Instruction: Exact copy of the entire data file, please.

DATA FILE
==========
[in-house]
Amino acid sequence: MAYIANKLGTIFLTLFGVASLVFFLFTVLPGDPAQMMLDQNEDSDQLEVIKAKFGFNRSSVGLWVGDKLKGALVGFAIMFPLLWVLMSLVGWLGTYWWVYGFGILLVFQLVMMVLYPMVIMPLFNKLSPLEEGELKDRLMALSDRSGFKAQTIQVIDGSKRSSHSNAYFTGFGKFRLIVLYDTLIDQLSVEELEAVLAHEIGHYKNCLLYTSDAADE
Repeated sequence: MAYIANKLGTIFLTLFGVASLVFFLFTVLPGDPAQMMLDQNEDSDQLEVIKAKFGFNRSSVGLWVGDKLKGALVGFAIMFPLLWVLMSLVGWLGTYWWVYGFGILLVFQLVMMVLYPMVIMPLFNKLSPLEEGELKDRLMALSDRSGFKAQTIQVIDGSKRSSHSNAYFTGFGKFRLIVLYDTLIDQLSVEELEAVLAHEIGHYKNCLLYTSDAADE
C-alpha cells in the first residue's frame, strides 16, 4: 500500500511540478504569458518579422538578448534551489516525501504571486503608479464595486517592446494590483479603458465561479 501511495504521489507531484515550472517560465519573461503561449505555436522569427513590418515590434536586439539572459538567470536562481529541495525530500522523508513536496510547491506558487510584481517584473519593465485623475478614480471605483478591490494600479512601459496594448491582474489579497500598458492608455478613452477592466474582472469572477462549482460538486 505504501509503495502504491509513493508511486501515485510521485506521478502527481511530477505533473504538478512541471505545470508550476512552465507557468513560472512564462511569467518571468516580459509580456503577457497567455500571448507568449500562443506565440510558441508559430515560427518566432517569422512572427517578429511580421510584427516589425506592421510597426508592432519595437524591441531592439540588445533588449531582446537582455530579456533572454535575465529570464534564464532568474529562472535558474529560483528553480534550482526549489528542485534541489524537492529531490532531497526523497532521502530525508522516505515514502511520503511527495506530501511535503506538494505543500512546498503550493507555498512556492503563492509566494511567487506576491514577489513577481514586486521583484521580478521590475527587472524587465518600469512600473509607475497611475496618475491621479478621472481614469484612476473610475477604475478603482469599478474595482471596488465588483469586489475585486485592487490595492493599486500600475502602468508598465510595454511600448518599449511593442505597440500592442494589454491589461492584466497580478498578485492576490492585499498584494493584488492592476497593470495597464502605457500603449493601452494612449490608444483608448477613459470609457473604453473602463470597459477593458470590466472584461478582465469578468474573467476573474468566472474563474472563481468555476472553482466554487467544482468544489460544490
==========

[in-house]
Amino acid sequence: MAYIANKLGTIFLTLFGVASLVFFLFTVLPGDPAQMMLDQNEDSDQLEVIKAKFGFNRSSVGLWVGDKLKGALVGFAIMFPLLWVLMSLVGWLGTYWWVYGFGILLVFQLVMMVLYPMVIMPLFNKLSPLEEGELKDRLMALSDRSGFKAQTIQVIDGSKRSSHSNAYFTGFGKFRLIVLYDTLIDQLSVEELEAVLAHEIGHYKNCLLYTSDAADE
Repeated sequence: MAYIANKLGTIFLTLFGVASLVFFLFTVLPGDPAQMMLDQNEDSDQLEVIKAKFGFNRSSVGLWVGDKLKGALVGFAIMFPLLWVLMSLVGWLGTYWWVYGFGILLVFQLVMMVLYPMVIMPLFNKLSPLEEGELKDRLMALSDRSGFKAQTIQVIDGSKRSSHSNAYFTGFGKFRLIVLYDTLIDQLSVEELEAVLAHEIGHYKNCLLYTSDAADE
C-alpha cells in the first residue's frame, strides 16, 4: 500500500511540478504569458518579422538578448534551489516525501504571486503608479464595486517592446494590483479603458465561479 501511495504521489507531484515550472517560465519573461503561449505555436522569427513590418515590434536586439539572459538567470536562481529541495525530500522523508513536496510547491506558487510584481517584473519593465485623475478614480471605483478591490494600479512601459496594448491582474489579497500598458492608455478613452477592466474582472469572477462549482460538486 505504501509503495502504491509513493508511486501515485510521485506521478502527481511530477505533473504538478512541471505545470508550476512552465507557468513560472512564462511569467518571468516580459509580456503577457497567455500571448507568449500562443506565440510558441508559430515560427518566432517569422512572427517578429511580421510584427516589425506592421510597426508592432519595437524591441531592439540588445533588449531582446537582455530579456533572454535575465529570464534564464532568474529562472535558474529560483528553480534550482526549489528542485534541489524537492529531490532531497526523497532521502530525508522516505515514502511520503511527495506530501511535503506538494505543500512546498503550493507555498512556492503563492509566494511567487506576491514577489513577481514586486521583484521580478521590475527587472524587465518600469512600473509607475497611475496618475491621479478621472481614469484612476473610475477604475478603482469599478474595482471596488465588483469586489475585486485592487490595492493599486500600475502602468508598465510595454511600448518599449511593442505597440500592442494589454491589461492584466497580478498578485492576490492585499498584494493584488492592476497593470495597464502605457500603449493601452494612449490608444483608448477613459470609457473604453473602463470597459477593458470590466472584461478582465469578468474573467476573474468566472474563474472563481468555476472553482466554487467544482468544489460544490